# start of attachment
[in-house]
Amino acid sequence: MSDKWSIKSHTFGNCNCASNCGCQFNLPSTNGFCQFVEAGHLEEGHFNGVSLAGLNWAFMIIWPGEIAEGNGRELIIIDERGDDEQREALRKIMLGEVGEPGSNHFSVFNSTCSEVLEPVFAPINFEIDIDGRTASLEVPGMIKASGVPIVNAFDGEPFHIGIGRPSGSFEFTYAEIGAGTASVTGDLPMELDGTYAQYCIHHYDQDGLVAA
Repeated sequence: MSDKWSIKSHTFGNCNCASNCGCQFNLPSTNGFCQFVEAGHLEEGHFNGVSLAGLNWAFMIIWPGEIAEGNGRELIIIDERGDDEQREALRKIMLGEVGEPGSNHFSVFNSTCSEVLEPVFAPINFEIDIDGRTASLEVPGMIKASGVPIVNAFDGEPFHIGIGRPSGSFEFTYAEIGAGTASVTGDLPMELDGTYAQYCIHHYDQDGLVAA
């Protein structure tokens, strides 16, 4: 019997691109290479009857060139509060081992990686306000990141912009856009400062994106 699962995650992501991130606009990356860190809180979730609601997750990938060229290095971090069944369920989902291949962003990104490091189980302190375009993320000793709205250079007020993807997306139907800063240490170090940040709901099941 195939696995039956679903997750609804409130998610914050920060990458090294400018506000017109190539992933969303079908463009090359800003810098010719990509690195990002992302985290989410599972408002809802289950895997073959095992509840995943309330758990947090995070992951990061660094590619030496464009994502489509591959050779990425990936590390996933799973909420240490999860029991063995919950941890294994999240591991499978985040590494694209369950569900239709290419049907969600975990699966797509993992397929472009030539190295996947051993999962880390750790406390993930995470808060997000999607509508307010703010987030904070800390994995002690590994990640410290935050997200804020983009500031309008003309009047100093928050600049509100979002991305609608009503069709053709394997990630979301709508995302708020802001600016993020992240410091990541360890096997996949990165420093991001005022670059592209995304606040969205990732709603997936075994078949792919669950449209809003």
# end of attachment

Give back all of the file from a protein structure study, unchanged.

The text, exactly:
[in-house]
Amino acid sequence: MSDKWSIKSHTFGNCNCASNCGCQFNLPSTNGFCQFVEAGHLEEGHFNGVSLAGLNWAFMIIWPGEIAEGNGRELIIIDERGDDEQREALRKIMLGEVGEPGSNHFSVFNSTCSEVLEPVFAPINFEIDIDGRTASLEVPGMIKASGVPIVNAFDGEPFHIGIGRPSGSFEFTYAEIGAGTASVTGDLPMELDGTYAQYCIHHYDQDGLVAA
Repeated sequence: MSDKWSIKSHTFGNCNCASNCGCQFNLPSTNGFCQFVEAGHLEEGHFNGVSLAGLNWAFMIIWPGEIAEGNGRELIIIDERGDDEQREALRKIMLGEVGEPGSNHFSVFNSTCSEVLEPVFAPINFEIDIDGRTASLEVPGMIKASGVPIVNAFDGEPFHIGIGRPSGSFEFTYAEIGAGTASVTGDLPMELDGTYAQYCIHHYDQDGLVAA
């Protein structure tokens, strides 16, 4: 019997691109290479009857060139509060081992990686306000990141912009856009400062994106 699962995650992501991130606009990356860190809180979730609601997750990938060229290095971090069944369920989902291949962003990104490091189980302190375009993320000793709205250079007020993807997306139907800063240490170090940040709901099941 195939696995039956679903997750609804409130998610914050920060990458090294400018506000017109190539992933969303079908463009090359800003810098010719990509690195990002992302985290989410599972408002809802289950895997073959095992509840995943309330758990947090995070992951990061660094590619030496464009994502489509591959050779990425990936590390996933799973909420240490999860029991063995919950941890294994999240591991499978985040590494694209369950569900239709290419049907969600975990699966797509993992397929472009030539190295996947051993999962880390750790406390993930995470808060997000999607509508307010703010987030904070800390994995002690590994990640410290935050997200804020983009500031309008003309009047100093928050600049509100979002991305609608009503069709053709394997990630979301709508995302708020802001600016993020992240410091990541360890096997996949990165420093991001005022670059592209995304606040969205990732709603997936075994078949792919669950449209809003």